The standardization-generalization dilemma: a way out

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    Recently, a debate has emerged on the use and necessity of standardization in experimental testing using animal subjects. The difficulties encountered when trying to reconcile standardization and generalization largely underlie this debate. The more specific the testing procedures are, the less one can generalize to more naturalistic situations, including to human clinical populations. If the goal of a study is to generalize to a larger population, there may be a higher risk attached to false-positive than false-negative results; thus the balance sways toward generalization. Heterogenization of housing conditions and of genetic makeup of experimental animals has been suggested as a possible method to increase the generalizability of results. It is important to remain cognizant, however, of situations in which false negatives can be counterproductive or even dangerous, such as when the goal is to elucidate a physiological mechanism, when expected effect sizes are small, in toxicological studies and in drug safety testing. In such cases, experiments based on standardization may provide more useful information. We pose that it is essential that the goal of the specific experiment conducted is clearly defined and that the decision to balance between standardization and generalization must be made based on the specific needs to meet the intended goal. In this light, we discuss a multi-tiered approach to animal experimentation, in which standardization and generalizability are each given precedence during different phases of a project, depending upon the goal of the experiment.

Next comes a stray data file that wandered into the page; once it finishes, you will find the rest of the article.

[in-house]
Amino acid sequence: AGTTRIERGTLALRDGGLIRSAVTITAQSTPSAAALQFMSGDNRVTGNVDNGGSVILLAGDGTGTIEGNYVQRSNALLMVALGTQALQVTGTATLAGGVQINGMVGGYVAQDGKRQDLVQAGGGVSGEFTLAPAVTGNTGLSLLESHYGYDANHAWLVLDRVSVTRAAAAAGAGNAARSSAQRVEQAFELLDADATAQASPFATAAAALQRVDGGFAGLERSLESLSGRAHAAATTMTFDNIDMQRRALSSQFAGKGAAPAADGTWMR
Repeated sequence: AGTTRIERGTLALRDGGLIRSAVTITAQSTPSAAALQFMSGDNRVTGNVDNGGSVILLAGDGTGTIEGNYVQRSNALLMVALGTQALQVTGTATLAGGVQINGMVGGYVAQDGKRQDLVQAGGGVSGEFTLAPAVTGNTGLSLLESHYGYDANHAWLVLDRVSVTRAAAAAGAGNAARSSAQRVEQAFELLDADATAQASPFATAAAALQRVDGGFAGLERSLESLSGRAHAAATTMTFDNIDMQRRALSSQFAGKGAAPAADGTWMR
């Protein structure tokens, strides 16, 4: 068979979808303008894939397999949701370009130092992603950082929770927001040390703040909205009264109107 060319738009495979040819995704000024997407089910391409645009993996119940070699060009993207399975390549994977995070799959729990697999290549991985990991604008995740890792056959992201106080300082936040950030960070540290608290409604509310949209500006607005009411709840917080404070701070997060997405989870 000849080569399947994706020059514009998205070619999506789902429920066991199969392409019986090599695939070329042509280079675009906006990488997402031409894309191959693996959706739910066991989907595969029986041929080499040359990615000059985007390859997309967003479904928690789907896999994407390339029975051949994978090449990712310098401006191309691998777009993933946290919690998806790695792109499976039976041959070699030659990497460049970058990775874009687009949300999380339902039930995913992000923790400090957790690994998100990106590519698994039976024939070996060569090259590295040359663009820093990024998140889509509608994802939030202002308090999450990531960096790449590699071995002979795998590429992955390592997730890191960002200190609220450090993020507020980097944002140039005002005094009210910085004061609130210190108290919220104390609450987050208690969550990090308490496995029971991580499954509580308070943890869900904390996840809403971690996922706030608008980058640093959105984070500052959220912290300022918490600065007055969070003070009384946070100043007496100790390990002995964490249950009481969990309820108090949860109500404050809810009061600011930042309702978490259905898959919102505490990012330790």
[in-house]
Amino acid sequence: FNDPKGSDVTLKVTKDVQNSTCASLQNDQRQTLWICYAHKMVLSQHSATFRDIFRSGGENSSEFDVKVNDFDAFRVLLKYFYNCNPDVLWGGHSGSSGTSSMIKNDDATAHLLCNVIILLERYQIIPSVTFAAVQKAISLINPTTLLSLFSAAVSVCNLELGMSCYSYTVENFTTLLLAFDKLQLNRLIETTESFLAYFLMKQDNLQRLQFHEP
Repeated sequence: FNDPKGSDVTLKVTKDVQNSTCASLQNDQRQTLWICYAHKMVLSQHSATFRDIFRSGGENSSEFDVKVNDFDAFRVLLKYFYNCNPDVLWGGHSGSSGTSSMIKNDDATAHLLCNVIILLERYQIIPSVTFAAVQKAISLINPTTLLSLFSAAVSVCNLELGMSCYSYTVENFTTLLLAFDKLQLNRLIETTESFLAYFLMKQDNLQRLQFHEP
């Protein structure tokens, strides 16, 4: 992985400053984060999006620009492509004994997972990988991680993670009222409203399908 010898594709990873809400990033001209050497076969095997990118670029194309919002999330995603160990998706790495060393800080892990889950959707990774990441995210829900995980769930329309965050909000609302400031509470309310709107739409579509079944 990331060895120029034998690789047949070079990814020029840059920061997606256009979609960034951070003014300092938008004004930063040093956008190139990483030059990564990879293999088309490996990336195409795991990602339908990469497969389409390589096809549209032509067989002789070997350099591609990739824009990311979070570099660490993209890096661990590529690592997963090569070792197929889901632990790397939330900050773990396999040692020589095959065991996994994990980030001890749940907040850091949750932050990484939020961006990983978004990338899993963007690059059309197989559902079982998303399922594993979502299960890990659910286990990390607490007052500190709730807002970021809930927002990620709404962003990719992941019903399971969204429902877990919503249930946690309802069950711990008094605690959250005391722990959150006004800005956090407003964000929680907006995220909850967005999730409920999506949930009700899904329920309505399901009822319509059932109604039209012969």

Original languageEnglish
    Pages (from-to)849-855
    Number of pages7
    JournalGenes, Brain, and Behavior
    Issue number8
    Publication statusPublished - Nov 2010


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